Trending: Maybe down a little bit? Watch out for that sophomore slump, Ketel.
|2016 Depth Charts Projection||700||5.7%||15.8%||0.261||0.304||0.349||0.653||0.087||0.287||83||1.8|
2015 was a very fun rookie year for Ketel Marte. He proved to be a slick fielder at short and posted a shiny triple slash line of .283/.351/.402. However, a lot of that offensive production was driven by a super high BABIP (0.341) and his BB% (9.7%) was significantly higher than his career walk rate in the minors (5.6%). It's possible that his offensive production in '15 is representative of his true skill level, but M's fans might be prudent to temper their expectations a little bit.
Trending: Rock steady
|2016 Depth Charts Projection||700||8.1%||16.6%||0.261||0.326||0.430||0.756||0.170||0.327||111||3.7|
Kyle Seager is an incredibly consistent player and should (hopefully) continue to be Kyle Seager. This is a good thing.
Trending: Downnnnn, but mostly because Cruz will probably (hopefully?) DH more often this season
|2016 Depth Charts Projection||700||8.4%||22.8%||0.246||0.315||0.414||0.729||0.168||0.316||103||1.7|
2015 saw Nelson Cruz start 80 games in right field. He OPS'd 1.072 while doing so. It was amazing. That performance will not be repeated this year. It also sounds like Cruz will start fewer than half of his games in the field in 2016. As such, the Mariners will likely see a pretty dramatic decline in their offensive production out of RF. Instead, Guti and Smith will be splitting time in right in 2016. They won't explode baseballs like Cruz did last year, but they should still be more than serviceable.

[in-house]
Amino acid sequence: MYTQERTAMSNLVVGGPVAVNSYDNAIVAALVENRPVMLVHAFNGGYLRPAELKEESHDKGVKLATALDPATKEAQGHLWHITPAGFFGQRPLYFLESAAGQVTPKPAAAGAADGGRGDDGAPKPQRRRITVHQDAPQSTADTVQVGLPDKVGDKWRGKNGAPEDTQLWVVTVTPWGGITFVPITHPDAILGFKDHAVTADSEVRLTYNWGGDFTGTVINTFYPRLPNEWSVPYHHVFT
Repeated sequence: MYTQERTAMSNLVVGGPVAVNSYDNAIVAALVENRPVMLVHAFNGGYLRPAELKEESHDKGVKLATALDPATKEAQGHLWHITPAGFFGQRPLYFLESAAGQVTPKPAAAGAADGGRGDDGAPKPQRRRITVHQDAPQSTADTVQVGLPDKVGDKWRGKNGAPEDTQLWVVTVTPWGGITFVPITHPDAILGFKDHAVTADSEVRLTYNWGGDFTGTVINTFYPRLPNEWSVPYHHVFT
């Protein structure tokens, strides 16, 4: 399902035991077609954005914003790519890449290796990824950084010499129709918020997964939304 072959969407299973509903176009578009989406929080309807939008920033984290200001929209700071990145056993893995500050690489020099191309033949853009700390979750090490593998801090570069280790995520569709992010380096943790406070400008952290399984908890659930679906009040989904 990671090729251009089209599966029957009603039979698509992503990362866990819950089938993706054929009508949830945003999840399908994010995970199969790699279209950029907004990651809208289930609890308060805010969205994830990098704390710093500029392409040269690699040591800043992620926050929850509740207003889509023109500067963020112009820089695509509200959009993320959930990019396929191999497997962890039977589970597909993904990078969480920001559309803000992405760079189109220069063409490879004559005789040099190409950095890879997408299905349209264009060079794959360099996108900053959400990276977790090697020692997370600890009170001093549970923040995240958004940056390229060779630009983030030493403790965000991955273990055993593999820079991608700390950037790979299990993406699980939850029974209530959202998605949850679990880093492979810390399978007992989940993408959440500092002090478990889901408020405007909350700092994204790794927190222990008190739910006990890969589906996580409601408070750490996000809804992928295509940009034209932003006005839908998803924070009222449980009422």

Trending: Down (But only in terms of the offense; have you seen Martin's arm? Dammmn.)
|2016 Depth Charts Projection||700||6.5%||20.3%||0.248||0.301||0.355||0.656||0.107||0.288||83||2.3|
Leonys Martin is an absolute stud when it comes to patrolling center field. His defense is the tippiest top-notch. However, his performance at the plate leaves much to be desired—his numbers have been not terribly dissimilar from James Jones'. Martin did battle injuries last year, but he will almost certainly be an offensive downgrade compared to the 2015 version of Austin Jackson. That may sound a little harsh, but Jackson's wRC+ of 96 for the Mariners last year was actually pretty respectable.
Trending: Down some, but things should still be a-okay
|2016 Depth Charts Projection||700||7.7%||12.7%||0.262||0.328||0.373||0.701||0.111||0.309||98||1.4|
The official Mariners depth chart lists Nori Aoki as Seattle's primary left fielder for 2016. This feels a little goofy to me (Aoki has played most of his games in RF and has a solid arm), but I'll just go with it. The Mariners offensive numbers in LF were buoyed pretty significantly by Franklin the Beautiful Mashing Phoenix Gutierrez in 2015. But Guti a) probably won't have the fourth highest wRC+ in all of baseball (min 180 PA) and b) seems like he'll spend more time in right field. Although Aoki is far from a masher, his ability to get on base should serve the Mariners well.
Trending: Onward and upward
|2016 Depth Charts Projection||700||7.9%||23.8%||0.258||0.324||0.485||0.809||0.210||0.337||118||1.9|